Having considered the context in which monuments are created, the emphasis changes toward an investigation of what these structures are and what they do. Places, it is argued, can include prominent natural features, which may take on a particular significance in the lives of human beings. These features may even be amended by acts of material deposition or through the execution of rock art, placing a human mark on the location. Yet the construction of monuments is something else again, even if it takes place in a locus which has already accrued some meaning. This human intervention in the landscape is one which wholly transforms the character of space. What one might wish to add to Bradley's account at this point is the extent to which this transformation is bound up with the exercise of power. Particularly in the context of the establishment of the northwest European Neolithic, monument-building may not merely change the understanding of landscape, but may have a role in suppressing a previous order: a Mesolithic cosmology.

Subsequent chapters elaborate upon the theme of monuments as places, and the way in which they are experienced; upon the question of tradition and transmission of monument style; and upon the ways in which groups of monuments develop in relation to each other and to natural features. In turn, linear structures (cursus and alignments), causewayed enclosures and monument complexes serve as exemplars, drawing out a rich series of side arguments too numerous to mention in the present context. Much of this will doubtless fuel further debate: the appropriateness to a prehistoric context of the division which Bradley often draws between 'cultural' monuments and 'natural' landscape will be questioned by some, for instance. Certainly, there is no reluctance to engage in controversy in this book: the use of the later history of Roman towns as an example of the way that the existence of human works must be accommodated by future generations (even if they are merely to deliberately ignore them) is a splendid piece of provocation.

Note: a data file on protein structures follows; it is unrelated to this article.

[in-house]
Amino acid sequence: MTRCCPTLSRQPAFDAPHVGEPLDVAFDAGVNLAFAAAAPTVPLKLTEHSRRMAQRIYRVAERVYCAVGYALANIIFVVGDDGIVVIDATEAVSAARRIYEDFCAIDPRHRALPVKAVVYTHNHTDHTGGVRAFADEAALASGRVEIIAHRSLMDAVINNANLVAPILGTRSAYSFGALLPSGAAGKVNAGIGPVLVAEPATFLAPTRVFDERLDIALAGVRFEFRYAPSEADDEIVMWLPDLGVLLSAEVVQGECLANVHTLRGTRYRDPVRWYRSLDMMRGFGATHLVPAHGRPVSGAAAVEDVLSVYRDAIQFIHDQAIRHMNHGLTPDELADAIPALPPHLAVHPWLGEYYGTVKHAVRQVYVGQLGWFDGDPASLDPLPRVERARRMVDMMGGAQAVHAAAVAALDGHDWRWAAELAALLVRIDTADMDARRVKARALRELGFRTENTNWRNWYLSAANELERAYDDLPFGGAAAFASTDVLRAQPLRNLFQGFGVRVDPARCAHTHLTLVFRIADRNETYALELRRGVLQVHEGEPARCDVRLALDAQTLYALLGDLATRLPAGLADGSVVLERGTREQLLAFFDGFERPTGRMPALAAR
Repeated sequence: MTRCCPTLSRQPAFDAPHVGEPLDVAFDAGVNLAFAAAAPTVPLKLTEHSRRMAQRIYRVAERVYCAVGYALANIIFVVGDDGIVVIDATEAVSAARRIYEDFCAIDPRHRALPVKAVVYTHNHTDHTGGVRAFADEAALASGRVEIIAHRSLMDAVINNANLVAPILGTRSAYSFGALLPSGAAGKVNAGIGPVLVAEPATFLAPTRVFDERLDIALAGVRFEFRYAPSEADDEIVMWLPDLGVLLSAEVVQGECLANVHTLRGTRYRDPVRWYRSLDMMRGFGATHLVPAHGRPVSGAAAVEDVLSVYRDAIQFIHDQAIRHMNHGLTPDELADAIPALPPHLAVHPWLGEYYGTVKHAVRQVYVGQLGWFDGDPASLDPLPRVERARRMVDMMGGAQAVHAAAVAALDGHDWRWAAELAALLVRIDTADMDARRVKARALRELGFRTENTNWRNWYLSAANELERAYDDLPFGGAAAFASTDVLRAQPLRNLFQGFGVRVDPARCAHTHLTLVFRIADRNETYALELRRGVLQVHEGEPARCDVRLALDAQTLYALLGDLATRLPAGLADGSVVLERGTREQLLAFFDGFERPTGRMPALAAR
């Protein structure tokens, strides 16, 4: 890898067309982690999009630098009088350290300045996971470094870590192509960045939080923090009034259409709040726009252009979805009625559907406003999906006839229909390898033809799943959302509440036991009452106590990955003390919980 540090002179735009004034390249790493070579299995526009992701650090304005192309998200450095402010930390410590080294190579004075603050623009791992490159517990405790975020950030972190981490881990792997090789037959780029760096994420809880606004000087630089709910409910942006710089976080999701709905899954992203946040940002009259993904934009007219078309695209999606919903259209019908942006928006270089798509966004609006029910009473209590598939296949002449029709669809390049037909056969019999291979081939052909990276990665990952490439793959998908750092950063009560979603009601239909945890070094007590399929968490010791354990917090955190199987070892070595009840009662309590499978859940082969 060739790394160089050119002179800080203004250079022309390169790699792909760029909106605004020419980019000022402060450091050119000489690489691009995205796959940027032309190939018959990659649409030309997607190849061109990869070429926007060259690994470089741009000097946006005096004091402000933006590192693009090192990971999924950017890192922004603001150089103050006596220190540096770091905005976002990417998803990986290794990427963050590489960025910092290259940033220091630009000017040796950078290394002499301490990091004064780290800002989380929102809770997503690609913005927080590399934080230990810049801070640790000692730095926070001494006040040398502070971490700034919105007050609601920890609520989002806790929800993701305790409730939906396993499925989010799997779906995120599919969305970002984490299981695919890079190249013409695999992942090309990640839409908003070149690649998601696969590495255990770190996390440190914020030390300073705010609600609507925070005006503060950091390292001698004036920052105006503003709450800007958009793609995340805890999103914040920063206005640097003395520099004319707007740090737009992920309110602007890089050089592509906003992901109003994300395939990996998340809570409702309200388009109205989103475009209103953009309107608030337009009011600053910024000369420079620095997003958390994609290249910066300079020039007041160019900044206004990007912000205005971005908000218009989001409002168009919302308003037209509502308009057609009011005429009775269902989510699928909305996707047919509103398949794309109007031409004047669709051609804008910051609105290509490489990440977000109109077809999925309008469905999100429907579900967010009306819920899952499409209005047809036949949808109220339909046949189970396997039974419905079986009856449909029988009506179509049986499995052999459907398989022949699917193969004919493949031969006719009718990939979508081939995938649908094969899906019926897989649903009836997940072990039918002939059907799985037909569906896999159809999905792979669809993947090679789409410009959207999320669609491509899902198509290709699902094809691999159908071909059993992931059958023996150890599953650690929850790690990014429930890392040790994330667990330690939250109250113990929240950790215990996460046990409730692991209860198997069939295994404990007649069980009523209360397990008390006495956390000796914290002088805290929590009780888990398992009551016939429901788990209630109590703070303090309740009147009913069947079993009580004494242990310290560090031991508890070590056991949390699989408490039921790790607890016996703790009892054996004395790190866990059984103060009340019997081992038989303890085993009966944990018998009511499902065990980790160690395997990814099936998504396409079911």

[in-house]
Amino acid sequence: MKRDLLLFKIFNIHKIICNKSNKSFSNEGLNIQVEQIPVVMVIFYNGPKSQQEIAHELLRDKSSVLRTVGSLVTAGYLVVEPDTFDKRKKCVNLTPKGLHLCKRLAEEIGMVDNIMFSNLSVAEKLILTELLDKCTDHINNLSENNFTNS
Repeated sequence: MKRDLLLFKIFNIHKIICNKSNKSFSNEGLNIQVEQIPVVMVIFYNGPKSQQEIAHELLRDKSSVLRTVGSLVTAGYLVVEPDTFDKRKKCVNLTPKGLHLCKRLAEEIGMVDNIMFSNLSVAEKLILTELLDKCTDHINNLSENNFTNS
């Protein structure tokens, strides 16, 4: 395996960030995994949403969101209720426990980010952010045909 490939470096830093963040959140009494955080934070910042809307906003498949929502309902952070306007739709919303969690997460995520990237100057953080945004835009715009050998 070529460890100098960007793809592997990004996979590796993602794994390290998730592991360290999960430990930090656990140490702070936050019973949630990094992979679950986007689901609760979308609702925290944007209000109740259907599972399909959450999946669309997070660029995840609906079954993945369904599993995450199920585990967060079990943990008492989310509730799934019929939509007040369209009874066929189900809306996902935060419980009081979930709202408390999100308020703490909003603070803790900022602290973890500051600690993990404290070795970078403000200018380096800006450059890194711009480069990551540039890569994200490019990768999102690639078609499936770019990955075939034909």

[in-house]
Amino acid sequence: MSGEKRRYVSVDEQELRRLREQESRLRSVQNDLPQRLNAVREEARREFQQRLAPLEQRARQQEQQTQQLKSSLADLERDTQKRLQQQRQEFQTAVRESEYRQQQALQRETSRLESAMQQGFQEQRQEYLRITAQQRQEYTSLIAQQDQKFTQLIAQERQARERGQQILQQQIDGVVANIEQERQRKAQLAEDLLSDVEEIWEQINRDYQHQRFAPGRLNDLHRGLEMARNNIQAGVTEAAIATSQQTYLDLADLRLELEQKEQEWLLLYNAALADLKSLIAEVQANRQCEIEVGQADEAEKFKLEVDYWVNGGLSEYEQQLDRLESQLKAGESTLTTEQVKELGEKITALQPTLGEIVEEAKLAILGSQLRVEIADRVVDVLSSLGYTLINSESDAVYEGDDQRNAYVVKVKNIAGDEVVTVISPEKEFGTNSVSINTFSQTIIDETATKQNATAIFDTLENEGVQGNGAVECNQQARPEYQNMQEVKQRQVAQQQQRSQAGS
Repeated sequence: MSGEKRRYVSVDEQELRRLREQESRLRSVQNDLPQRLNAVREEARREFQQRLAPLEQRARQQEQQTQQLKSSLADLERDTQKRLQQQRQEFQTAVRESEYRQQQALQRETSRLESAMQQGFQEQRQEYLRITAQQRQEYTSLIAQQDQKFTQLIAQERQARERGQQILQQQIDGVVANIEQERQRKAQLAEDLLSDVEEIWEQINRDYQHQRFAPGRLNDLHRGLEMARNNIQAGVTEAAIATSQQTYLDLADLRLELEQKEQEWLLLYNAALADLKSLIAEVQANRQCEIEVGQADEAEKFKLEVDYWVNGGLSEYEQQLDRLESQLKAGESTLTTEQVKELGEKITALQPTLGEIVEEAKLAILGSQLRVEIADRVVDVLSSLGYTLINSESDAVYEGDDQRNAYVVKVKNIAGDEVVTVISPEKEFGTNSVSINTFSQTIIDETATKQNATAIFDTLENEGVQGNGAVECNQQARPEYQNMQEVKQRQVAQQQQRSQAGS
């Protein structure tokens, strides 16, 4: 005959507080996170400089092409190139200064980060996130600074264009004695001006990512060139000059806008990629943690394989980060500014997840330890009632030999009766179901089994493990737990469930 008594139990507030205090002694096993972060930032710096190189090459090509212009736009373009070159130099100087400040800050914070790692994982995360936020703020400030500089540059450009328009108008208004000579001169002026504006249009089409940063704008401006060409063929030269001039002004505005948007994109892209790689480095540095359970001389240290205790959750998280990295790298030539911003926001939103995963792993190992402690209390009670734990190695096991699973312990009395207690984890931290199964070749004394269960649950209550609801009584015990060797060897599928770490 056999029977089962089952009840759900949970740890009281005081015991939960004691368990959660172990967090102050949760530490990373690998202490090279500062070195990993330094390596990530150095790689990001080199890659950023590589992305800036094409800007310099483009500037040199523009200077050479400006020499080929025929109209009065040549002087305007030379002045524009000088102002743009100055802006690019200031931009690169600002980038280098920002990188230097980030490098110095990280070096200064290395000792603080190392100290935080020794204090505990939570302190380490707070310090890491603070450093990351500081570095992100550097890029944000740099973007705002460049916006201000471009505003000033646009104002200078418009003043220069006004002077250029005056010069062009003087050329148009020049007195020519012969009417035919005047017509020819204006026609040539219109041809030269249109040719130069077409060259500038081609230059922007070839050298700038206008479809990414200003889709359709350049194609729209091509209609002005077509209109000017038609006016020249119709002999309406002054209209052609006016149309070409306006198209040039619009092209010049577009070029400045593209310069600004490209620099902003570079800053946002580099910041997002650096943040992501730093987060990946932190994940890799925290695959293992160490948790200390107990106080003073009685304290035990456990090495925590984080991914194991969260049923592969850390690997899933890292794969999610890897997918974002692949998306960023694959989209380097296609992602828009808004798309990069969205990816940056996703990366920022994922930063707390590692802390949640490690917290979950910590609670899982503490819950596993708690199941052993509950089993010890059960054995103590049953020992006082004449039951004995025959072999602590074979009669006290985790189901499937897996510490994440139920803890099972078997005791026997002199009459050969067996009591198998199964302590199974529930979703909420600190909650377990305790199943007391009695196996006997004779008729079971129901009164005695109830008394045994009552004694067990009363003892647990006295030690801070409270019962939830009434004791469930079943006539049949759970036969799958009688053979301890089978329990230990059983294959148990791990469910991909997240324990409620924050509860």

However, in some ways the most refreshing aspect of Altering the earth is the theme of interpretation and creativity which runs through the whole book. The physical presence of monuments requires that, once constructed, they be noticed and taken seriously, but this does not mean that they fix or condition how a site is to be appropriated. Rather, they are continually reevaluated and re-interpreted, and our task as archaeologists is to engage in a similar process of creative interpretation. This is surely a positive message for the Rhind lectures to be sending to the discipline.

JULIAN THOMAS Department of Archaeology Saint David's University College, University of Wales
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Author:Thomas, Julian
Publication:Antiquity
Article Type:Book Review
Date:Dec 1, 1993
Words:1052